In recent decades, judiciaries throughout the world have begun organizing around the question of how to fulfill the responsibilities that constitutions and laws have afforded them in the field of environmental protection. The 2002 Johannesburg Principles on the Rule of Law and Sustainable Development affirmed commitment of members of the judiciary from across the globe to be active as crucial partners in strengthening environmental law and striving toward sustainable development. In 2012, the Rio+20 Declaration on Justice, Governance and Law for Environmental Sustainability reinforced the leadership of judiciary as guarantor of the rule of law in the field of the environment and outlined the need for an "Institutional Framework for the Advancement of Justice, Governance and Law for Environmental Sustainability in the 21st Century".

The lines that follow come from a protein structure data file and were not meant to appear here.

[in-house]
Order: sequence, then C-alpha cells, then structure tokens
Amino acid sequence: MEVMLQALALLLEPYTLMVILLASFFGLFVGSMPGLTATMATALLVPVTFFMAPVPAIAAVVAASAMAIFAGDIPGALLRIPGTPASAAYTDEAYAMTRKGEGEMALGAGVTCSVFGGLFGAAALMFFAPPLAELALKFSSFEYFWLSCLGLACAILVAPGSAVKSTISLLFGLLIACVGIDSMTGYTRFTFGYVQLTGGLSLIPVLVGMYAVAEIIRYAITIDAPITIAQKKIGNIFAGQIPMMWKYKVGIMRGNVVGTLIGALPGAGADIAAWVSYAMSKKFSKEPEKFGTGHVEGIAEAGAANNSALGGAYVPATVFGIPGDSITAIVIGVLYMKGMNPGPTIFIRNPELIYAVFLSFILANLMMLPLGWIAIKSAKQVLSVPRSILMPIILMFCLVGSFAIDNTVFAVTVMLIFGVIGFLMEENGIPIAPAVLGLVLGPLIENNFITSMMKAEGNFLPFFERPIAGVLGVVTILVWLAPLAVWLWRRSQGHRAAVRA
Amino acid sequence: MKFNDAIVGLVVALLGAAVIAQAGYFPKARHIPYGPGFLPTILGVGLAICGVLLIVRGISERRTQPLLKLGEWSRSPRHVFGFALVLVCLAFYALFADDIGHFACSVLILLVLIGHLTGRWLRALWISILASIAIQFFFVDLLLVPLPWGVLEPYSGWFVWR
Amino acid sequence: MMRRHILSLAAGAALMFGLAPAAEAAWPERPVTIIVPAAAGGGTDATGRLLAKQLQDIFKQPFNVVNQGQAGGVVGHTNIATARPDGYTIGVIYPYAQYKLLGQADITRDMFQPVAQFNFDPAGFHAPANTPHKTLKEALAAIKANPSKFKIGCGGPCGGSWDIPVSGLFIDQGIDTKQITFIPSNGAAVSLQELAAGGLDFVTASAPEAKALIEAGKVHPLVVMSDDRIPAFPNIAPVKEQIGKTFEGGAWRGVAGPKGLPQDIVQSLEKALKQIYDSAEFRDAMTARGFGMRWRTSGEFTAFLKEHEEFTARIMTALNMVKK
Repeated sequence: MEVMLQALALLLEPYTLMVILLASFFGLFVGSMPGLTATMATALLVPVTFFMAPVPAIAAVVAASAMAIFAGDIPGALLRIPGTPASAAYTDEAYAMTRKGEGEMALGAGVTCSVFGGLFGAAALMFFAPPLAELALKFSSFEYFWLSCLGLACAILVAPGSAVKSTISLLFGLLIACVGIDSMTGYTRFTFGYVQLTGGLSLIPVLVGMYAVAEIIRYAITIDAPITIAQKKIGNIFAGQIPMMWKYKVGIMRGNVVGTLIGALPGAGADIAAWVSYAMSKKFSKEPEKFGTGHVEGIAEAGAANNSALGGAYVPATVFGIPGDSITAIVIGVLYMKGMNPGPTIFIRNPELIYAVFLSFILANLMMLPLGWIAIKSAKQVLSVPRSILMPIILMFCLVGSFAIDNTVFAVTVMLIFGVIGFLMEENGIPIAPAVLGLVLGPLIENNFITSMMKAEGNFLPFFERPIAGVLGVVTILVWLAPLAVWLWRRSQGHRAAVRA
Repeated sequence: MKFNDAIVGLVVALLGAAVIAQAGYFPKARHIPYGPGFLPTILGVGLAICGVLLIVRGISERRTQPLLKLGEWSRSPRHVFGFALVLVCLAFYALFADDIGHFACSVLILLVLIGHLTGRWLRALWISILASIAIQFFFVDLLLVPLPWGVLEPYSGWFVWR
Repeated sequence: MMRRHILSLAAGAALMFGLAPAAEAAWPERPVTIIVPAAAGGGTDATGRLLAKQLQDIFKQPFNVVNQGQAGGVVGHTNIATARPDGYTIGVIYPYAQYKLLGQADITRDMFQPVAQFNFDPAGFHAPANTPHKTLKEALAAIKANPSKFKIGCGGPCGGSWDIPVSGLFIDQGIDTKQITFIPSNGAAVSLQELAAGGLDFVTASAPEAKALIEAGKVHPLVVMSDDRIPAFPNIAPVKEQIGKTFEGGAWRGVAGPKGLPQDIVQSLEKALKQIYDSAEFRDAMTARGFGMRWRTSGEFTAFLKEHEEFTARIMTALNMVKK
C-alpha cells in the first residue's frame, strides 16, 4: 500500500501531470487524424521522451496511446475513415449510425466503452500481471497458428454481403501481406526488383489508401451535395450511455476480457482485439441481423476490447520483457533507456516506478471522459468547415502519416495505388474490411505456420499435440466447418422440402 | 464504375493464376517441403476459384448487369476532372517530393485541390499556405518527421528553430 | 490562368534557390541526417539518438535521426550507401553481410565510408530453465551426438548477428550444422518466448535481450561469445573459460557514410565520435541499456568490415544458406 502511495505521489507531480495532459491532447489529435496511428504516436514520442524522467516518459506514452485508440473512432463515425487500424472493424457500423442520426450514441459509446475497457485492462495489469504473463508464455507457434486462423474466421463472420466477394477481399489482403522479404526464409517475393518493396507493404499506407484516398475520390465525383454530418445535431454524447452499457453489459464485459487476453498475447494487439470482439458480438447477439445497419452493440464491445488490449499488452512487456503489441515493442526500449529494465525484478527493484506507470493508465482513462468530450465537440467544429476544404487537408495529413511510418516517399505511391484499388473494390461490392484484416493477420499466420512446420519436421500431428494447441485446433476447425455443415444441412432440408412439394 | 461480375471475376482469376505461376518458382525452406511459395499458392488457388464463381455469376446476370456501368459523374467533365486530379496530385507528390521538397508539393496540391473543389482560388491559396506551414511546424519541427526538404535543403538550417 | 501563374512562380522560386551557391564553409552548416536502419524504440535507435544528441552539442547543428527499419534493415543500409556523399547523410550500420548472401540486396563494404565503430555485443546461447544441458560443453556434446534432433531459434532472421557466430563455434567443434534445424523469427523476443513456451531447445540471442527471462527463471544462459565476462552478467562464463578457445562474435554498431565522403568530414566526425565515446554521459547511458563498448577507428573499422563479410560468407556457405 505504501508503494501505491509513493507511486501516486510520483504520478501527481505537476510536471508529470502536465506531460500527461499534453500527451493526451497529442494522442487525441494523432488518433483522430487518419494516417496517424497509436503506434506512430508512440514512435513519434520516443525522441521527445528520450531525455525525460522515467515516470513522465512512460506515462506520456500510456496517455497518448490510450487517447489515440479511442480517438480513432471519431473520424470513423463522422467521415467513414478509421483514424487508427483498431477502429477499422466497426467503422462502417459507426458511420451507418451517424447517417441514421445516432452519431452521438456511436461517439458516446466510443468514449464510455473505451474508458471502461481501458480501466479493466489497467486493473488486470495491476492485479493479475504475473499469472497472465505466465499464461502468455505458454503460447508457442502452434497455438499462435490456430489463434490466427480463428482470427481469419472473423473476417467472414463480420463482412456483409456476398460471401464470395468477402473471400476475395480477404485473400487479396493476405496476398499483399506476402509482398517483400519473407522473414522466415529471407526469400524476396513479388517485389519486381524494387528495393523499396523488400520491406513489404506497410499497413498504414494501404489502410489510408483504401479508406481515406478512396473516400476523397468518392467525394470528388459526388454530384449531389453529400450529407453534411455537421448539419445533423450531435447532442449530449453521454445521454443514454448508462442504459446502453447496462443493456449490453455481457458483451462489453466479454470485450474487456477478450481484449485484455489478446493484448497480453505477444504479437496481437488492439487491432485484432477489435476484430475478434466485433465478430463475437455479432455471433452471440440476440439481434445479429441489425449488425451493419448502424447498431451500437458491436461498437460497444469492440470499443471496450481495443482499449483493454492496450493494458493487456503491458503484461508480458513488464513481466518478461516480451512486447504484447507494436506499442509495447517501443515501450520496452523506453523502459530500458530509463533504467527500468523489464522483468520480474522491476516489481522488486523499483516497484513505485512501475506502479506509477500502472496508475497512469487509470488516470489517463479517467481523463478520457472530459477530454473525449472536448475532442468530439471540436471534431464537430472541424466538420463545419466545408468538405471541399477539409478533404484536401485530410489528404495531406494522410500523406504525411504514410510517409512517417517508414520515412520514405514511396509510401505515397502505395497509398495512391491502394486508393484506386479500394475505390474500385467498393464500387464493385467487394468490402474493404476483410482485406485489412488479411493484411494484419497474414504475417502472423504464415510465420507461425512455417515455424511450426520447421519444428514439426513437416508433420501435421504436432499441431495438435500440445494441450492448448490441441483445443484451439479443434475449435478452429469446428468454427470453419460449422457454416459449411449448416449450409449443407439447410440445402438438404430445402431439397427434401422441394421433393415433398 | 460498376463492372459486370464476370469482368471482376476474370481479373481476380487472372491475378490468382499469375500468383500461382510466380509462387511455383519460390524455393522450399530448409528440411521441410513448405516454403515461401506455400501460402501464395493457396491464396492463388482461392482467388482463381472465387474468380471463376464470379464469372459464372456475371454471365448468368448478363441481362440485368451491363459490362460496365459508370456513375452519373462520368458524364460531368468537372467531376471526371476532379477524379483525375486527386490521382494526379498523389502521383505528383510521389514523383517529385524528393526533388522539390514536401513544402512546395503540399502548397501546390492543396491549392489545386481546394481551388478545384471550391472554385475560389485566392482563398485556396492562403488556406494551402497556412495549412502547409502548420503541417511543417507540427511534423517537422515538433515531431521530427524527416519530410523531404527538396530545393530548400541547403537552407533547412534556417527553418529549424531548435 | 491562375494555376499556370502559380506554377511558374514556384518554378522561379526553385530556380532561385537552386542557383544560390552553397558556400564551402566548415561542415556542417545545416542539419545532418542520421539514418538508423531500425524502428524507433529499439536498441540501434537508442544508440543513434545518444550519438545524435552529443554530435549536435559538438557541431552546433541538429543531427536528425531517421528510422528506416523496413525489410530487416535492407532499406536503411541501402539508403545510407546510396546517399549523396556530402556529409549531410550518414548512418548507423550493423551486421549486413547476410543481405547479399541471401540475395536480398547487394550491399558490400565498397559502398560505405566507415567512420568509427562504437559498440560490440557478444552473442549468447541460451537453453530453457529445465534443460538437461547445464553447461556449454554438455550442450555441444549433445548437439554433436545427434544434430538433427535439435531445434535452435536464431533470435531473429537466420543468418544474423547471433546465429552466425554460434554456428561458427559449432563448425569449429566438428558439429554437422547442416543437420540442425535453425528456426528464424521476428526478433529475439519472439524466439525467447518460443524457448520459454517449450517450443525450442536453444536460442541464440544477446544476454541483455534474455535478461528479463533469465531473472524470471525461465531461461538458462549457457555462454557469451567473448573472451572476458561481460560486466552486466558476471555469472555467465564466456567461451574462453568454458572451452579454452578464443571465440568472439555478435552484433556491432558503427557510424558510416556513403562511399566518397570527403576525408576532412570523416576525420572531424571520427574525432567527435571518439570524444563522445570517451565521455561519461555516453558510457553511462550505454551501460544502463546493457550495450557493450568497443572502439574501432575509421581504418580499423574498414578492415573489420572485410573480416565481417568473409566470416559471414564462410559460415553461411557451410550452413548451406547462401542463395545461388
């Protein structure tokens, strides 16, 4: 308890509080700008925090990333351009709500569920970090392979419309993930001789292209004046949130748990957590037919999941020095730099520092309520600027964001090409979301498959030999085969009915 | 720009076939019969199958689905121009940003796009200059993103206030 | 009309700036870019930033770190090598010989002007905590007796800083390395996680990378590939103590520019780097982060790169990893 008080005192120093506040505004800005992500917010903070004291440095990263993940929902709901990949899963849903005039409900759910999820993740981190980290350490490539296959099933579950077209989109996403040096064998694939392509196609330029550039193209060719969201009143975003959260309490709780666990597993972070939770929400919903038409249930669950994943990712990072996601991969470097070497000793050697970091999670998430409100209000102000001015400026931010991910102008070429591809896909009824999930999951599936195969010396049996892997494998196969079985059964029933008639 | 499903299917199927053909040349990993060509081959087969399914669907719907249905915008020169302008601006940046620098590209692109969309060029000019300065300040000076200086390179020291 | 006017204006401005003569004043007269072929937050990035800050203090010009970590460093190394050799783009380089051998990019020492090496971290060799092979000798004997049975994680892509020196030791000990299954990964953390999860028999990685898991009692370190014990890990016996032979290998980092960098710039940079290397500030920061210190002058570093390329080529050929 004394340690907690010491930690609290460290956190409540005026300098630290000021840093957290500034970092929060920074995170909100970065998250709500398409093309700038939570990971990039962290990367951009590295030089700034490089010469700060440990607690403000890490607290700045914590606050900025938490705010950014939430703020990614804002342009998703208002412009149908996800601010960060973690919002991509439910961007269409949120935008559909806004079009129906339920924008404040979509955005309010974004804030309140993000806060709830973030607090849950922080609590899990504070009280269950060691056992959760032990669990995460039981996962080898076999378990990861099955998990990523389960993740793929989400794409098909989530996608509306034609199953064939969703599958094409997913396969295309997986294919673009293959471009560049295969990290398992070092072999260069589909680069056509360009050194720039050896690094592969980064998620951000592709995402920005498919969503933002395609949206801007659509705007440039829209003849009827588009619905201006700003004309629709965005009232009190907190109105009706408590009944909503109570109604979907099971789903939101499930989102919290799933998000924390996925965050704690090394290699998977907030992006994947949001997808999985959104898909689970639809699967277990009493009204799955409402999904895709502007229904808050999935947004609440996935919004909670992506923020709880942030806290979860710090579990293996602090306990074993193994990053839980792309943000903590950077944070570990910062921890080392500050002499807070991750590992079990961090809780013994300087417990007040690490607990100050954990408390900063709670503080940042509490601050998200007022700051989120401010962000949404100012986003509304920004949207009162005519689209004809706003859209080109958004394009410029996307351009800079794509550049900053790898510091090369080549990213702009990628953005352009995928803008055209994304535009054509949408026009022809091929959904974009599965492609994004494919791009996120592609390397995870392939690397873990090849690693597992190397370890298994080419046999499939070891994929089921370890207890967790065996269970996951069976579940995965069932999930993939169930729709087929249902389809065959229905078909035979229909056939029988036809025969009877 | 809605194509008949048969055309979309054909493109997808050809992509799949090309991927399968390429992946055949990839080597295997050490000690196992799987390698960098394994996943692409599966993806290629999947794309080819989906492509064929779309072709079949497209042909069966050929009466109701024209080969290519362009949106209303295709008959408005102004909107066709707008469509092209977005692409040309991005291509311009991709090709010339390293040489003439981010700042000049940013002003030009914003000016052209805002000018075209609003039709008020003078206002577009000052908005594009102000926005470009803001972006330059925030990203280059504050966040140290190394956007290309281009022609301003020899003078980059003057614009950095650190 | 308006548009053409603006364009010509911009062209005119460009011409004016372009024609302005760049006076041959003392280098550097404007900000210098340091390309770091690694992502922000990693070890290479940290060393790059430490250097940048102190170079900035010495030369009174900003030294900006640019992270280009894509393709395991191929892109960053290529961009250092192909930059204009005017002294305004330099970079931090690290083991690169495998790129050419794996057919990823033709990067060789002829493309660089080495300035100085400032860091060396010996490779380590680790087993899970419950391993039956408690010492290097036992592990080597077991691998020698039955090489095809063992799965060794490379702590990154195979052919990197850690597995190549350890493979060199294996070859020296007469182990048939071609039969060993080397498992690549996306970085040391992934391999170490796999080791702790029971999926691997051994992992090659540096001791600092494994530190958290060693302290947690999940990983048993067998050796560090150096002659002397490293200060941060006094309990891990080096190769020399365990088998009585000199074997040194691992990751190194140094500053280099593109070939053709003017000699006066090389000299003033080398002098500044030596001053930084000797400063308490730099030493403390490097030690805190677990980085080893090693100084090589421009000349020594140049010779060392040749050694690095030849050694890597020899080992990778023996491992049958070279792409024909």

In responding to environmental crises on Earth, such as biodiversity loss, climate change, and water insecurity, judges play an increasingly critical role in the implementation, compliance, and enforcement of effective laws. In this context, various national and international organizations have developed initiatives to prepare, train, and enhance the capacity of judges — including those serving on the rapidly increasing number of specialized environmental chambers, courts, and tribunals — to exercise their role in environmental matters. The Global Judicial Institute on the Environment (GJIE) builds on and unifies these efforts to create a forum for convening judges on environmental issues, providing opportunities for exchanging information, creating partnerships for collaboration, strengthening capacity, and providing research and analysis on topics important for environmental adjudication, court practices, and the environmental rule of law.